Villagers in these as well as neighbouring villages, which fall into one of three categories of salinity — fully saline, partially saline or prone to salinity — are now enjoying the benefits of clean drinking water: a decline in cases of water-related diseases, lower medical expenses, higher productivity owing to better health and a substantial reduction in the drudgery and time spent on fetching domestic water. Whereas they earlier spent good money to buy bad water (with total dissolved solids, or TDS, which is a measure of salinity, often as high as 5,000 as against the permissible limit of 500!) from local vendors, they now have to shell out as little as 15 paise for a litre of safe drinking water.

When the project is completed, it will cover some 5,000 households, or 25,000 individuals (40 per cent of whom live below the poverty line), across the coastal belt of Gujarat’s Saurashtra region.

Understanding and tackling salinity
Salinity is a growing global phenomenon, exacerbated by rampant development and now, global warming and climate change. Among all India’s states, Gujarat has the longest coastline (1,669km) and is among the most affected by salinity. Salinity affects the lives and livelihoods of nearly one-fifth of Gujarat’s population, or up to 10 million people in about 1,500 villages.

Saurashtra’s 924km-long coastline faces the most serious problems, including decreasing crop yield, non-availability or little safe drinking water, large-scale migration out of the region, soil deterioration, loss of vegetation cover, and the impact of these on health and the economy.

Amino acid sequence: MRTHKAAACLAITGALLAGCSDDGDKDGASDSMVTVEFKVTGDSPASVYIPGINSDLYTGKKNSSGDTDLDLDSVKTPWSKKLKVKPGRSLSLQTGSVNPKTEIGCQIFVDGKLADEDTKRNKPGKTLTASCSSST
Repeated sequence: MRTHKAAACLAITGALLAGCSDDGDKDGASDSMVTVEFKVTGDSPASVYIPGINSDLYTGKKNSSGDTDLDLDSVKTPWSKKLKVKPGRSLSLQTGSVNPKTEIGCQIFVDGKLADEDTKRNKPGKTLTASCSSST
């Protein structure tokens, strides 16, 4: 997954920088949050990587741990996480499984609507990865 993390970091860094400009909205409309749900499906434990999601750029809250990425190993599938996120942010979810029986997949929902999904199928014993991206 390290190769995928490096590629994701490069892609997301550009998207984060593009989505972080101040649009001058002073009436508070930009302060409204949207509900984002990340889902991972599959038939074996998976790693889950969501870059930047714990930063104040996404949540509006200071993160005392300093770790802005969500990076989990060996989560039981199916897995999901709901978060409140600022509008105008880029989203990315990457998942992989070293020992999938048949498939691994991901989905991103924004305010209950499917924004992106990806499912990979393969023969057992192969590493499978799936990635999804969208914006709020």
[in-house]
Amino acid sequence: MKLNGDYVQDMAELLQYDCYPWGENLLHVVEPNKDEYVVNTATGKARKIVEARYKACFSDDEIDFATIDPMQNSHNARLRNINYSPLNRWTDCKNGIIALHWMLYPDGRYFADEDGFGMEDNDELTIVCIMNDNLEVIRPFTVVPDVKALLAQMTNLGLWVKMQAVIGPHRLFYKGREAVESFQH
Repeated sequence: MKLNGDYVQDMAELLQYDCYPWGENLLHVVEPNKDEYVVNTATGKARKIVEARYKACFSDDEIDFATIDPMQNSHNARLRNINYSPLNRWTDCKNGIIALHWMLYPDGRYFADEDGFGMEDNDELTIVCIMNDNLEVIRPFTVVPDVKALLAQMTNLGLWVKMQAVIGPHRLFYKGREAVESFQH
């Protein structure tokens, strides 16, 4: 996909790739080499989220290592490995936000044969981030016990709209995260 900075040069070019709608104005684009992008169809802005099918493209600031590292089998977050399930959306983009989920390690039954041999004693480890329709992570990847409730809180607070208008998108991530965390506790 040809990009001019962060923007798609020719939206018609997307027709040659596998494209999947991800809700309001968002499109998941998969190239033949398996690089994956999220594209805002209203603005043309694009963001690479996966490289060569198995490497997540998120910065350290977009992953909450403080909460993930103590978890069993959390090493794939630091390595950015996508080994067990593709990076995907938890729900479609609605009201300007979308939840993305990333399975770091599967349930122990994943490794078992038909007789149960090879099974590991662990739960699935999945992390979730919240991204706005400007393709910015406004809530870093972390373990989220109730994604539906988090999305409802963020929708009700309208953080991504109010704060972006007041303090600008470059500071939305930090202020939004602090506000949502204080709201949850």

A host of factors are to blame for this:

  • There’s been rapid sea-water ingress along the coastal areas of Gujarat over the last two decades, mainly due to large-scale extraction of groundwater for agriculture and industrial purposes combined with large-scale mining activity.
  • Salinity ingress has adversely affected underground water aquifers, making it unfit for human consumption.
  • Use of saline water for irrigation has led to decline in agricultural and horticulture productivity and soil fertility, thus rendering land unsuitable for future cultivation.

KVY aims to tackle salinity through an integrated approach that acknowledges the multi-dimensional nature of the problem. Given the complexity and extent of the problem, KVY realised that joint efforts of both government and civil society organisations would be required to achieve the necessary scale and impact. This led to the formation of the Coastal Salinity Prevention Cell (CSPC, co-promoted by the Trusts, the Aga Khan Rural Support Programme (AKRSP) India, and Ambuja Cement Foundation) to co-ordinate and provide technical inputs to salinity projects in the state and develop innovative programmes and initiatives to combat salinity.

The intense involvement of the community has been one of the biggest achievements of the Trusts’ efforts in tackling the problem of salinity. Working with local voluntary not-for-profit organisations, the projects reached out to the residents of the affected regions, engaging them in a process of dialogue, education and empowerment. From delivering awareness programmes in the local language and folk forms to conducting workshops, health camps, involving the panchayats and gram sabhas (local authorities) and even creating pani samitis or water committees to run and manage the RO plants and their own water supply systems, the community is involved at every stage of the fight against salinity. “In fact, one third of the membership in pani samitis is reserved for women,” says Mr Waghela.